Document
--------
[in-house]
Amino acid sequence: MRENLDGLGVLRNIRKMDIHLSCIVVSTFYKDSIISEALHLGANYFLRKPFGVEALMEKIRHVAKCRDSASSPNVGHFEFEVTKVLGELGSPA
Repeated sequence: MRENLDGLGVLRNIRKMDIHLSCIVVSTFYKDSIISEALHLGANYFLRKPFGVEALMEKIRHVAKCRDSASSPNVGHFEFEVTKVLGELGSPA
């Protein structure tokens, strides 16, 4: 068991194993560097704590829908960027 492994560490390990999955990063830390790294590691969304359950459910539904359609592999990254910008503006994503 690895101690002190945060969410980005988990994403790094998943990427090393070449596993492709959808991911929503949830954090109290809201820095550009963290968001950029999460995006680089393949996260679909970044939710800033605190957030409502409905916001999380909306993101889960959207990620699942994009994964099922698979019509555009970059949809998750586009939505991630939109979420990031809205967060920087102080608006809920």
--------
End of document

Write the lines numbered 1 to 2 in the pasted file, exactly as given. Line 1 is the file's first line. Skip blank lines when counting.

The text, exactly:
[in-house]
Amino acid sequence: MRENLDGLGVLRNIRKMDIHLSCIVVSTFYKDSIISEALHLGANYFLRKPFGVEALMEKIRHVAKCRDSASSPNVGHFEFEVTKVLGELGSPA